Unfortunately, Apple still doesn't offer public transit directions. The Maps app merely suggests public transit apps in the iTunes store. We're hoping Apple makes good on its acquisition of Hopstop soon.
When we performed a Siri search for "directions to Yankee Stadium," Maps smartly started the route at our current location. You'd think this was an obvious starting point, but earlier versions of the Maps app would assume our starting location was miles away from where we actually were.
Maps also integrates with the Calendar app, as well as OS X Mavericks. If it detects an address in a calendar appointment, you can press it to open it in Maps.
While the look of the App Store remains largely the same, its organization is changed. Along the top are four tabs (All Categories, Games, Newsstand and More), along with a drop-down menu for your Wish list, and a Search bar. (On the iPhone, the three options at the top are Categories, Featured and Wish List).
In addition to Featured, Top Charts, Search and Updates, there is now a "Near Me" category at the bottom that shows what apps are popular near your location. We're still trying to figure out why we'd be interested in what apps those around us have.
If you select an app in the store to view its details, the Share icon appears in the upper right corner. In addition to sharing a link via AirDrop, instant message, email, Twitter or Facebook, you can also add it to your Wish List or gift it to someone.
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Like the App Store, Apple made a few tweaks to iTunes to incorporate new features. On the iPad, menu options at the top of the screen are All Genres, Pop, Rock and More (Hip-Hop/Rap is added in landscape mode). In between these tabs and the search bar is a drop-down menu that displays your Wish List, iTunes Radio history (with the option to purchase each song), and Previews (which shows what songs you previewed). Along the bottom are categories for Music, Movies, TV Shows, Audiobooks, Top Charts, Genius and Purchased.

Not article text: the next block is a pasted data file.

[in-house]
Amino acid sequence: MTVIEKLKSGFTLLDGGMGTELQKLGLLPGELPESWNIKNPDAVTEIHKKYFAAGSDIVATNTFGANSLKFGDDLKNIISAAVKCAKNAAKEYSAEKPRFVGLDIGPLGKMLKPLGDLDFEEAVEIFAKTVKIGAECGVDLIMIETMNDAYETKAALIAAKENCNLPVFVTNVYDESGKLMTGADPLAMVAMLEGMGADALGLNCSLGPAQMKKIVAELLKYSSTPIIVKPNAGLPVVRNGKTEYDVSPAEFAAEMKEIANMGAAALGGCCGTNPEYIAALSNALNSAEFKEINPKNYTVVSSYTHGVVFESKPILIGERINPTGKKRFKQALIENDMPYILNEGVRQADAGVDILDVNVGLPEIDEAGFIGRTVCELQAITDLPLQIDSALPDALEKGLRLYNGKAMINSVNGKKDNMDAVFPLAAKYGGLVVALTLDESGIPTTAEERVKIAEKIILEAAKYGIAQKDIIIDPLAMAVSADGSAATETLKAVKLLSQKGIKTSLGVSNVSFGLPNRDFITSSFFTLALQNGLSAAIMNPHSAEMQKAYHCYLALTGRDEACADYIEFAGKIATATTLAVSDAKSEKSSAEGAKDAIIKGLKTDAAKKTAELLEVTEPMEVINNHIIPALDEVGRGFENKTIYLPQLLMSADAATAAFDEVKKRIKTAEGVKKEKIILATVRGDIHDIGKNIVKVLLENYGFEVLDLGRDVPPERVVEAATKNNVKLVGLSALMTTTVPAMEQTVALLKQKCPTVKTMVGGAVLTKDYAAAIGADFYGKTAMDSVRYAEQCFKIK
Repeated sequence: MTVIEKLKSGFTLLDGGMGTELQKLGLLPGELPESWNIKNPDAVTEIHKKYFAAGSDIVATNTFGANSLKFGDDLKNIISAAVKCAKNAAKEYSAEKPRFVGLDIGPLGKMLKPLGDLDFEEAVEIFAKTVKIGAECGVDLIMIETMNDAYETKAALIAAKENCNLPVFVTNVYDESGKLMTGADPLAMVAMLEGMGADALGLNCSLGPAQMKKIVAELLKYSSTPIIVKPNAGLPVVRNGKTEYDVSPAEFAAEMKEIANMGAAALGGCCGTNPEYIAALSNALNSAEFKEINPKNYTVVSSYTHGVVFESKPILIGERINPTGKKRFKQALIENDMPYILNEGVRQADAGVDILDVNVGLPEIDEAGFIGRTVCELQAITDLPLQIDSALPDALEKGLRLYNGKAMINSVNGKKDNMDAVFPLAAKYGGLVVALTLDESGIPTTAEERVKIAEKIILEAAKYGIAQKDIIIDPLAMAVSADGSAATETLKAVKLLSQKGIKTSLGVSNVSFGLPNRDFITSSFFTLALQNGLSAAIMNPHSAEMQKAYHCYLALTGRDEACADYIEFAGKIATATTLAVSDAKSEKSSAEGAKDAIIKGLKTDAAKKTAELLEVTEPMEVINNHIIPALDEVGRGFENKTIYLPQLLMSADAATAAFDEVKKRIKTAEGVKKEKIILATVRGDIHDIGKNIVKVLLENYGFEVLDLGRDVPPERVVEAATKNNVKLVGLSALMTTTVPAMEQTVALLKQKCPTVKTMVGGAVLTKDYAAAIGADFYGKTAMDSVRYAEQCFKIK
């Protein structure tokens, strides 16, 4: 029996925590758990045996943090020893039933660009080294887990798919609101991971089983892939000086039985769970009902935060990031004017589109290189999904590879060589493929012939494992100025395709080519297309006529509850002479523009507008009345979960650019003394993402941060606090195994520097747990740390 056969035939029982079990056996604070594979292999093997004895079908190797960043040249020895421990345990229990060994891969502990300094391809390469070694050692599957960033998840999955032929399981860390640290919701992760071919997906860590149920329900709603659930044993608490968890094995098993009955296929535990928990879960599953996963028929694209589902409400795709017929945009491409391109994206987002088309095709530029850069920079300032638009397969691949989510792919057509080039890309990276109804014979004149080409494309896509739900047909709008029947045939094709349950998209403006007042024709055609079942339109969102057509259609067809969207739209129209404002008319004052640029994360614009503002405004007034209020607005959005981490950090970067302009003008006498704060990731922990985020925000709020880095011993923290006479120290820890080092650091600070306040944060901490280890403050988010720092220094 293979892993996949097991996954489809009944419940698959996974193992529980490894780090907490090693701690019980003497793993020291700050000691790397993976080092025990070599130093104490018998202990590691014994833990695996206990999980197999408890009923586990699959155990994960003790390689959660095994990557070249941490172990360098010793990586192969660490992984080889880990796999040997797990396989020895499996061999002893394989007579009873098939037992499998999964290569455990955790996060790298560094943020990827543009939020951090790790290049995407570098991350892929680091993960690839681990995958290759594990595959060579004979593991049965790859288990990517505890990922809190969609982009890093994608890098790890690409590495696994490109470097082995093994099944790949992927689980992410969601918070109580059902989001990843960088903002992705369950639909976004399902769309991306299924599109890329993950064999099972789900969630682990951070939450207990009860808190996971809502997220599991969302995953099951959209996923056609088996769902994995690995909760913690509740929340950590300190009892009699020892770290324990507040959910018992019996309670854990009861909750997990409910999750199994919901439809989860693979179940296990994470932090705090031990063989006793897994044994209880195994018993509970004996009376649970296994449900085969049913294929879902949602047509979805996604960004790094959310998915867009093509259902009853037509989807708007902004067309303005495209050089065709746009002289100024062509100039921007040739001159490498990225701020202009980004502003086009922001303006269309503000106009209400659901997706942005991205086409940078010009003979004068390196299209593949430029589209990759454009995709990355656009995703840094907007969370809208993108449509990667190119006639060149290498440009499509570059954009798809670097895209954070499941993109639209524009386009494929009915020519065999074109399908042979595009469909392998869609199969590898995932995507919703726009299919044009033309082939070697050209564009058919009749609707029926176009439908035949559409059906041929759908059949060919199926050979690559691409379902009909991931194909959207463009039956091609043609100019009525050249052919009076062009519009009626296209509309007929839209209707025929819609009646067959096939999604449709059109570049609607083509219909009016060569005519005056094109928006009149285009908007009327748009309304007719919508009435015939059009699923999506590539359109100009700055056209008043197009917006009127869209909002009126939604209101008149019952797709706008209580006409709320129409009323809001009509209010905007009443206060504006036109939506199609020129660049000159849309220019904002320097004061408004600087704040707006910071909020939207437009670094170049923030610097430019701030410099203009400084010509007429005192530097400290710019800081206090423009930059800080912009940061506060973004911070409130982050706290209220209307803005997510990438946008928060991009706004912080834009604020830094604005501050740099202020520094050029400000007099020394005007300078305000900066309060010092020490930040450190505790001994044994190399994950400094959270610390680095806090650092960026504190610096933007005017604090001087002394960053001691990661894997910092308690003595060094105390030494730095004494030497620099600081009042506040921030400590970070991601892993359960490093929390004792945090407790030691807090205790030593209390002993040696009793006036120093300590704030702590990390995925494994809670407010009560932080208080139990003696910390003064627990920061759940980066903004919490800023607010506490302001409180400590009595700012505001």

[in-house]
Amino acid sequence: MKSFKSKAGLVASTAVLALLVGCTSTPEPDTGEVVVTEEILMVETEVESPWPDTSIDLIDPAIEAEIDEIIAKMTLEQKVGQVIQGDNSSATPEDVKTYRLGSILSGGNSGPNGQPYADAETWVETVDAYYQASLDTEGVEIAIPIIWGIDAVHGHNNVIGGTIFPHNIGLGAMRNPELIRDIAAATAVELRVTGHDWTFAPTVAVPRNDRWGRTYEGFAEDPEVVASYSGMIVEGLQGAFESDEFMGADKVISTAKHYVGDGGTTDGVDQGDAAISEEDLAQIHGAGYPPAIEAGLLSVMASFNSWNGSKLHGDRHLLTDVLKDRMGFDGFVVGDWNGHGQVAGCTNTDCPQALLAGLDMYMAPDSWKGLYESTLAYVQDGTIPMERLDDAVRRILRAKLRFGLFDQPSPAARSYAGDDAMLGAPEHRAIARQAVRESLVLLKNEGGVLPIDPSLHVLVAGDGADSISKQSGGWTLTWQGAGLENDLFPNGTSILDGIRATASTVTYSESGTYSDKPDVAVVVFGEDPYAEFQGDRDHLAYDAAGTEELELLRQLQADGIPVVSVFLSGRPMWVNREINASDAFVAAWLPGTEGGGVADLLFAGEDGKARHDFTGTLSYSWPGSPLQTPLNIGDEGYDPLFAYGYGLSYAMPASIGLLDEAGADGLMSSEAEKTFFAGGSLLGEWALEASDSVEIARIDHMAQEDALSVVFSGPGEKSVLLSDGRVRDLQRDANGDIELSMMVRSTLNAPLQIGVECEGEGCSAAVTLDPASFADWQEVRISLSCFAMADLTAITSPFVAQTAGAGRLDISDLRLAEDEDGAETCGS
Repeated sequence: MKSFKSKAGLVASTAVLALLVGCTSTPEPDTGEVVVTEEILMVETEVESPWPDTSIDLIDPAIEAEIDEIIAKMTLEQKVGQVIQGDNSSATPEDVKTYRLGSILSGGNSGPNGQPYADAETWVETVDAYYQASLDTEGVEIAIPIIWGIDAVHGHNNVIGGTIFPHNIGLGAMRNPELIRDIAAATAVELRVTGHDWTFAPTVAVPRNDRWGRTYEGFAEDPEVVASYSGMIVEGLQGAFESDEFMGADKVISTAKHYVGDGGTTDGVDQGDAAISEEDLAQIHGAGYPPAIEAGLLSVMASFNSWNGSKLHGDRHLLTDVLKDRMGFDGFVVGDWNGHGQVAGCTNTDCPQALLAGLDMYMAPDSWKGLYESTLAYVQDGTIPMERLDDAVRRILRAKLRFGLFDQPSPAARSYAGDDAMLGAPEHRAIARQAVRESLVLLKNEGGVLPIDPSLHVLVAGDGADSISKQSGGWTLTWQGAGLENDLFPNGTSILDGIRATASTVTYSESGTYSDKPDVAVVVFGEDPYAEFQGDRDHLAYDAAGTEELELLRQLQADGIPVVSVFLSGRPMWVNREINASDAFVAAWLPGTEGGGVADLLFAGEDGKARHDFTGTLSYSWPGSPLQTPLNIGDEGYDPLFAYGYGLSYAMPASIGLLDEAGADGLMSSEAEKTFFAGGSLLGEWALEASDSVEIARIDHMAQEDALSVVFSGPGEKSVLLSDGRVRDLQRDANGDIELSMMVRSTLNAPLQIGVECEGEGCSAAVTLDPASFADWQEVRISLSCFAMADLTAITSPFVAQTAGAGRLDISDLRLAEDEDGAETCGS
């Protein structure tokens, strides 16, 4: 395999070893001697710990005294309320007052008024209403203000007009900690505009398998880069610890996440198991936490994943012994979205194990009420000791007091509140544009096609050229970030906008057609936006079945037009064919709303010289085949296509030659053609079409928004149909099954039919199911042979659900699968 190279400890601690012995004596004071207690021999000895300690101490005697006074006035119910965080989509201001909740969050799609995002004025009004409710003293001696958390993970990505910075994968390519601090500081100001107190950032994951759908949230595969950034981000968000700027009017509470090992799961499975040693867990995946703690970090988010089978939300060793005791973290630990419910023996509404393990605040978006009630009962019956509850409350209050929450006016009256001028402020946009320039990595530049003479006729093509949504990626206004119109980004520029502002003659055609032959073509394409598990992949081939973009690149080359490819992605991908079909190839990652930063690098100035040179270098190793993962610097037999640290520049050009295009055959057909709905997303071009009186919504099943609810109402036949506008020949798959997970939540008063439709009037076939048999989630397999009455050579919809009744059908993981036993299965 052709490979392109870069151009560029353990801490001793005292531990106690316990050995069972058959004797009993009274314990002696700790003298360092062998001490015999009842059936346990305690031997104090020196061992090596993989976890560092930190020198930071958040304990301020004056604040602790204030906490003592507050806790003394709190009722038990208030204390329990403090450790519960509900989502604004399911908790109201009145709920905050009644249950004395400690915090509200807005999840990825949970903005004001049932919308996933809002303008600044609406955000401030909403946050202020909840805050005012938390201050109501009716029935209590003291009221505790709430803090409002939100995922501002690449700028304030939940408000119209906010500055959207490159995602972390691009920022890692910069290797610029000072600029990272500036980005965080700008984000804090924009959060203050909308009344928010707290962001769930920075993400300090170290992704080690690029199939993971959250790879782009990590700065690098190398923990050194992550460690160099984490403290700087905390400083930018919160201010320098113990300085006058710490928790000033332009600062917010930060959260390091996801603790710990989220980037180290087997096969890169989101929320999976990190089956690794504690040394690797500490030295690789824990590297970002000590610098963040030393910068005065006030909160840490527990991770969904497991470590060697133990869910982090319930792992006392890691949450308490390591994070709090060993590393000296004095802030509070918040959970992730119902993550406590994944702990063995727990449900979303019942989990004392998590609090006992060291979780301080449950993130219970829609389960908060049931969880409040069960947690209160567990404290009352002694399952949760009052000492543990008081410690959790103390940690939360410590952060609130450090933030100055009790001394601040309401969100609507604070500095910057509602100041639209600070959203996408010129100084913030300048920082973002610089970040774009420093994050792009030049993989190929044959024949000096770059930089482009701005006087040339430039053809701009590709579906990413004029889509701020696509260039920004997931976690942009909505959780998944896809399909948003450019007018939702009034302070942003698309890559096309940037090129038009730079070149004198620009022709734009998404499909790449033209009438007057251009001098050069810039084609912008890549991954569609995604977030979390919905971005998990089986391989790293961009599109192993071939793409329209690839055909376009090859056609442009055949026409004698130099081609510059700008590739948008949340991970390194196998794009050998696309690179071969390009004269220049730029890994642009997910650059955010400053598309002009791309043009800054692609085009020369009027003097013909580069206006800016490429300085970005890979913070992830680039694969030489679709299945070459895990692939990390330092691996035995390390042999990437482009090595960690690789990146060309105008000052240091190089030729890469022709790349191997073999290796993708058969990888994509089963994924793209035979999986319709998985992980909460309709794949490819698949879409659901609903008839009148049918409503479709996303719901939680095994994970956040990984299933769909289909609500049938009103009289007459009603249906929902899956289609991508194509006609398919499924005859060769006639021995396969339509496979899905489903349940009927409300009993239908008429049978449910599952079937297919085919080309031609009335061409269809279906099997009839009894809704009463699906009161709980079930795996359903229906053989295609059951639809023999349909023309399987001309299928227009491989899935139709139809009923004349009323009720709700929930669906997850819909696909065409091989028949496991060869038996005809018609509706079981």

By necessity, menu options on the iPhone are more limited: along the top are Genres, Featured, Charts and the drop-down for Wish List, Radio and Previews. At the bottom is Music, Movies, TV Shows, Search and More.
Regardless of the platform, the Music and Audiobooks pages have white backgrounds, while Movies and TV shows have a dark gray background. It's a simple visual cue that helps differentiate audio from video content.
The green felt is gone. Game Center no longer looks like a poker table. Instead, it looks like a kid's birthday party. The white screen is dominated by five large colored balloons that float in the middle of the page. The largest of these is a red balloon in the center, which shows how many apps you own. To the left is a yellow balloon for Turns, and a purple balloon for challenges. On the right is a blue balloon showing how many friends you have, and a smaller green balloon shows game requests.
Along the bottom is a list of popular games, and below that are menu items that replicate the balloons' functions. It's odd to see this kind of redundancy from Apple.
Gone from Voice Memos is the old-school microphone and decibel meter, replaced with a stark black and white interface that may not look as fun, but is more functional. The red Record button is now much larger, and instead of a somewhat vague button on the right, you press the plain-as-day "Done" when you're finished recording.
When you start a recording, the volume of what you're recording is shown along a timeline, and the amount of time elapsed is also displayed in large numbers.
The Compass app on iOS 7 is definitely minimalist. Instead of something that looks like it belongs on the H.M.S Pinafore, the new Compass app is a simply white-on-black affair. Apple added an extra feature to this app; swipe to the left and the compass becomes a level. It's about as minimalist as you can get. Held perpendicular to the ground, the top half of the screen is white, the bottom half black, and the measurement is shown in the middle. Tilt your phone, and the white and black sections adjust to show the angle. Lay your phone flat, and it becomes a bubble level, with two white circles on a black background. If you get everything level, the black part turns green.
There's no question that iOS 7 is a satisfying upgrade for iPhone, iPad and iPod touch owners. The flattened interface feels fresh, clean and well organized, even though some of the aesthetic changes are jarring at first. By comparison, if you pick up an Android phone, such as the LG G2 or Galaxy S4, the screen feels cluttered by comparison. iOS 7 is more streamlined and unified.
However, in a reverse of when iOS debuted, Apple is now the company playing catch-up in terms of features. Enhancements such as Control Center, card-like multitasking, camera filters and streaming audio have all been done before, and in some cases, better. At the same time, Android phone makers continue to out-innovate Apple in other ways. For instance, you can wake up the Moto X with your voice and go straight to Google Now. Not so with Siri. And on the S4, G2 and HTC One you can erase photobombers from pictures.
We're not advocating the kitchen-sink approach taken by Samsung, LG and others, but Apple needs to invent and incorporate industry-leading features into the next version of its mobile operating system. Ultimately, iOS 7 won't persuade anyone to switch from Android, but it is a welcome upgrade for anyone running iOS 6 on their iDevice of choice.
- Top 10 Smartphones
- Smartphone Buyers' Guide 2013: 7 Things You Need to Know
- How to Use iOS 7: Tips, Tricks and Tutorials